03
Apr
08

Effects of Loan-waiver

Before the budget

With a sorry 2.6% growth in the first year of the 11th Plan (compared to 3.8% in 2006-07) and a declining share in the GDP-24% in 2001-02 to 17.5% in 2007-08 which was attributed to slackening growth of rabi crops-the agricultural sector is crying out for long-term answers to economic viability.
There has been a loss of dynamism in the agriculture and allied sectors in recent years, pointing to poor credit reach, gradual degradation of natural resources through overuse and inept use of fertilisers, low public investment in agriculture and inability to attract sufficient private investment because of lower/unattractive returns, poor use of irrigation potential, an extension system in shambles and a delayed start to long-term productivity-boosting schemes.

Ironically, while accepting that production, yield and irrigated area added, have all stagnated or come down for key crops-paddy, wheat, pulses, oilseeds, even sugarcane- the government harps on one mantra to boost production: announce minimum support price (MSP) for these well before the sowing season. Indications, thankfully, are that the government will finally move into this regime as a matter of long-term policy. Presumably, this will also mean aligning support prices close to market prices.

Farmer Friendly Decisions

  1. Complete waiver of loans for small and marginal farmers holding upto 2 hectares of land. Agricultural loans restructured by banks through special packages. All such loans will also be eligible for waiver under the scheme. Implementation of loan waiver scheme is scheduled to be completed by June 30, 2008. Farmers will also be eligible for fresh loans. Govt plans to allocate 60,000 crore for this scheme
  2. New scheme of debt-waiver and debt relief for farmers.
  3. All agriculture loans disbursed by PSU banks, co-operatives till March 2007 waiting recovery to be covered under scheme
  4. One-time settlement scheme for “all other” farmers

Implications of the budget decisions

If you are a farmer that has less than 2 hectares of land and have taken a loan, government has announced that it will waive your loan. The Government of India will compensate the bank.

How does the relief to the farmer work out? How will the Rs 60,000 crore be provided for? What does providing liquidity to the banks mean ?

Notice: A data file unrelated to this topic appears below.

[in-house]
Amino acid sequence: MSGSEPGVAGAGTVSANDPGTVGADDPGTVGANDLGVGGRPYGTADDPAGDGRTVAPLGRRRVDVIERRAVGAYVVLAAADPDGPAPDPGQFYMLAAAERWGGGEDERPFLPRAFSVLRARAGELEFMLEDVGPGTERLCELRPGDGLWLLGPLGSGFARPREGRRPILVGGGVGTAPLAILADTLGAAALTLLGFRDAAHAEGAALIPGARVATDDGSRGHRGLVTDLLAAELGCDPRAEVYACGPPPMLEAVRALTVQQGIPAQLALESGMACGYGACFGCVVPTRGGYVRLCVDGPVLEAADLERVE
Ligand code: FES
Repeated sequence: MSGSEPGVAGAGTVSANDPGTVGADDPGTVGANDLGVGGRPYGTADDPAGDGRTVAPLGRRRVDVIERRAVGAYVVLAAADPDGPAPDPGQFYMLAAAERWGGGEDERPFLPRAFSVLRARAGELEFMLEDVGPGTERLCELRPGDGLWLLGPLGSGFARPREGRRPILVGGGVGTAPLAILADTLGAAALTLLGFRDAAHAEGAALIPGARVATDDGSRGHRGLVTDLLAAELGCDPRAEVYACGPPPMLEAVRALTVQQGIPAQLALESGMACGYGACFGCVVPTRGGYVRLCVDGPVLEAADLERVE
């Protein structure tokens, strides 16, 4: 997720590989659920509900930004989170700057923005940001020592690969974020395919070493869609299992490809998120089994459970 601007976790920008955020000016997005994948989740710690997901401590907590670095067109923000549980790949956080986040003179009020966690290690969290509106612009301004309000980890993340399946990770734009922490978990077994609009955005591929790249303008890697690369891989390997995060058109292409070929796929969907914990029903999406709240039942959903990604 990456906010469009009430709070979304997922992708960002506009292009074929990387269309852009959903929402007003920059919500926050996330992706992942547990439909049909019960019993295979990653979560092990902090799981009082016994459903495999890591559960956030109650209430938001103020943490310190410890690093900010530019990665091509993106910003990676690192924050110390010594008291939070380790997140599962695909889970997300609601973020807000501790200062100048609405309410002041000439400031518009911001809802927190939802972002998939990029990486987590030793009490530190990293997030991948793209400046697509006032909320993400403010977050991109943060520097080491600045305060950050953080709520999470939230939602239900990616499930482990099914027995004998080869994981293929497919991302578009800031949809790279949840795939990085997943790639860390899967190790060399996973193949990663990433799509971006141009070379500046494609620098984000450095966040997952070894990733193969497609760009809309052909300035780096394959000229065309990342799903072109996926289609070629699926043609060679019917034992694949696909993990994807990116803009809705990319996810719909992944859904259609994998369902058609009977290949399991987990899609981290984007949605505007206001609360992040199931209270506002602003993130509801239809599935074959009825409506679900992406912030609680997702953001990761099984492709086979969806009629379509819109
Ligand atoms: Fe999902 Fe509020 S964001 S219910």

How the government explains it is that this is money out of the banking system. Some of it is already overdue, already non-performing assets.
So banks are already unsure as to how much of this Rs 60,000 crore would come back to them. It was decided to write off the loans and agree to provide liquidity of the equivalent amount to the banks. The banks have welcomed this arrangement, because they will have fresh liquidity to lend.
Everyone claims that waiving the loans would be a huge relief for farmers who are having a tough time with rising production cost and dwindling profit or growing loss.

What does the government aim to achieve by providing the loan waiver?
The 60,000 crore loan waiver will apparently touch crores of smll farmers in the remotest corners of our country does two things. One, it provides relief on 4 cr homes. Multiply that by 5.5, the size of the number of people in an average Indian home (as per 2001 census) and you have a total of 22 crore people touched directly by the largesee. That’s a lot of consumers.
Two, we need to understand a basic fact. For the farm homes in question, a rupee saved as an outgo on interest and indeed principal, is a rupee earned. This means that both interest burden and loan amount are off. So four cr farmers and their 18 cr dependents will now be rid of their debt burden from the formal sector. They still have the burden of the principal and interest due to the money lenders. Nevertheless, burden removed is a burden removed.
The moneylender’s cash flows are going be touched that much more. The small farmer will now pay the interest he owes that much more promptly. And if he runs out of money he still has an option of going to his friendly neighborhood bank and reapply for a loan.
The question arises- Will this loan waiver bring about an anticipated change in consumption? Engneering consumption artificially is a process that takes years altogether.

But will this step save the farmers of India? Will it revive agriculture in India?
This step is only going to put farmers and agriculture sector as a whole in deep trouble in coming years. We need a long term solution than a short term patch up to revive agriculture.
The fact that fresh loanees have not only plateaued, but actually nosedived in 2008-09 in a sector defined by farm distress have been hided. Indications are that the impending relief package will address this. Despite the diagnosis, the government is keener on populist initiatives such as loan waivers and rescheduling rather than a long-term solution to volatile fluctuations in crop prices that increased farmer suicides.
Admittedly, even a 2% cess would only come up with a modicum (Rs 8,000 crore-odd) of what’s really needed, but the government dodges any other long-term measure on the farm distress relief front.
It is a known fact that agricultural sector in India is suffering because agriculture no longer is a profitable business. As long as it is not a profitable business, people who are already into it try to get out of it and also it won’t attract more people into it.
Who wants to invest or waste time on something that won’t give them back their investment?
Instead of waiving Rs.60,000 crores of loan, if the government has used this money to increase the procurement price of agricultural products by say 3 times the present price the farmers who cultivate it would have made some profit and they will also be motivated to continue agriculture.
Also,
The waiver is meant for farmers owning less than 2 hectares of land with borrowings from commercial or rural regional banks and cooperatives. But half the farmers falling in this category (49.7%) have taken loans from local moneylenders. The scheme would provide no respite to this half of the indebted farmers.
The Budget makes not even a passing reference to the massive produce price fluctuation problems being faced by the farmer.

24
Mar
08

Private Equity

The contents of the article are:

  1. Basics of Private Equity
  2. Types of PE Investment
  3. Difference between VC and PE
  4. The INDIAN Perspective
  5. Private Equity Market

To download the article, CLICK HERE

12
Mar
08

Laffer Curve-Inside Out!